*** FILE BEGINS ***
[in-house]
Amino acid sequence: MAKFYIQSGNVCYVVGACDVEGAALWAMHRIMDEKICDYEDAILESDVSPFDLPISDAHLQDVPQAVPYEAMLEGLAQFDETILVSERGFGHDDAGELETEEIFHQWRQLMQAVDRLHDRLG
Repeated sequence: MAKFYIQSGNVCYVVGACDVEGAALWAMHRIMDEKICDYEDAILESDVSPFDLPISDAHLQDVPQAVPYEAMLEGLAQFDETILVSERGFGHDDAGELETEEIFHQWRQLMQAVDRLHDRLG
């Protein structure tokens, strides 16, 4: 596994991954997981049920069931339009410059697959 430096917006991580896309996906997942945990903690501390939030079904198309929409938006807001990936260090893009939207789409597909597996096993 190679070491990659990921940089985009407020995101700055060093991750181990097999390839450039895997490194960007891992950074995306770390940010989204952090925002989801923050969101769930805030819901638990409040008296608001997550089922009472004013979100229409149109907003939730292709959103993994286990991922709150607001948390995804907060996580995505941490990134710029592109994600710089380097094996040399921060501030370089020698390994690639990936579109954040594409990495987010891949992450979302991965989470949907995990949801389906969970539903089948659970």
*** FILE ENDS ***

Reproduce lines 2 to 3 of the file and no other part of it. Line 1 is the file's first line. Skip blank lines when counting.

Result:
Amino acid sequence: MAKFYIQSGNVCYVVGACDVEGAALWAMHRIMDEKICDYEDAILESDVSPFDLPISDAHLQDVPQAVPYEAMLEGLAQFDETILVSERGFGHDDAGELETEEIFHQWRQLMQAVDRLHDRLG
Repeated sequence: MAKFYIQSGNVCYVVGACDVEGAALWAMHRIMDEKICDYEDAILESDVSPFDLPISDAHLQDVPQAVPYEAMLEGLAQFDETILVSERGFGHDDAGELETEEIFHQWRQLMQAVDRLHDRLG